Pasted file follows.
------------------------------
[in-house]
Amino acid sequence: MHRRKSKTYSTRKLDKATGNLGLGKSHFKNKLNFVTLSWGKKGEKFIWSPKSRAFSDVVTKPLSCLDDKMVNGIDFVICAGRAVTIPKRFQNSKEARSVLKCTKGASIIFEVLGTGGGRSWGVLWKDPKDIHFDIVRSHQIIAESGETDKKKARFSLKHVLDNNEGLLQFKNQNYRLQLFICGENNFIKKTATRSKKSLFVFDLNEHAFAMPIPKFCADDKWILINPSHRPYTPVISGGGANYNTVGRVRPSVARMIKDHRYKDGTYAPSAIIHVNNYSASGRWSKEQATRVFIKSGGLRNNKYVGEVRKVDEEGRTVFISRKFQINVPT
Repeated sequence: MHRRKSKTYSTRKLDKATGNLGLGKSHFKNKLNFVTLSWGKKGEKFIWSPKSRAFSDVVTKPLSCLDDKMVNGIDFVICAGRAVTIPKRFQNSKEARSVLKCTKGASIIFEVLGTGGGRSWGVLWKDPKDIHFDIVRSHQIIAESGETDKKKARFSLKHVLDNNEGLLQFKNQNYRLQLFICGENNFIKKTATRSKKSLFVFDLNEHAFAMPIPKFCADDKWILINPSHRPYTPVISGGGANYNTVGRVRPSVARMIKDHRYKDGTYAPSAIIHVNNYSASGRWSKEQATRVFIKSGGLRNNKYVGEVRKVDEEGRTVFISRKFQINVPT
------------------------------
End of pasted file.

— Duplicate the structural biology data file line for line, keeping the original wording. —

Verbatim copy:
[in-house]
Amino acid sequence: MHRRKSKTYSTRKLDKATGNLGLGKSHFKNKLNFVTLSWGKKGEKFIWSPKSRAFSDVVTKPLSCLDDKMVNGIDFVICAGRAVTIPKRFQNSKEARSVLKCTKGASIIFEVLGTGGGRSWGVLWKDPKDIHFDIVRSHQIIAESGETDKKKARFSLKHVLDNNEGLLQFKNQNYRLQLFICGENNFIKKTATRSKKSLFVFDLNEHAFAMPIPKFCADDKWILINPSHRPYTPVISGGGANYNTVGRVRPSVARMIKDHRYKDGTYAPSAIIHVNNYSASGRWSKEQATRVFIKSGGLRNNKYVGEVRKVDEEGRTVFISRKFQINVPT
Repeated sequence: MHRRKSKTYSTRKLDKATGNLGLGKSHFKNKLNFVTLSWGKKGEKFIWSPKSRAFSDVVTKPLSCLDDKMVNGIDFVICAGRAVTIPKRFQNSKEARSVLKCTKGASIIFEVLGTGGGRSWGVLWKDPKDIHFDIVRSHQIIAESGETDKKKARFSLKHVLDNNEGLLQFKNQNYRLQLFICGENNFIKKTATRSKKSLFVFDLNEHAFAMPIPKFCADDKWILINPSHRPYTPVISGGGANYNTVGRVRPSVARMIKDHRYKDGTYAPSAIIHVNNYSASGRWSKEQATRVFIKSGGLRNNKYVGEVRKVDEEGRTVFISRKFQINVPT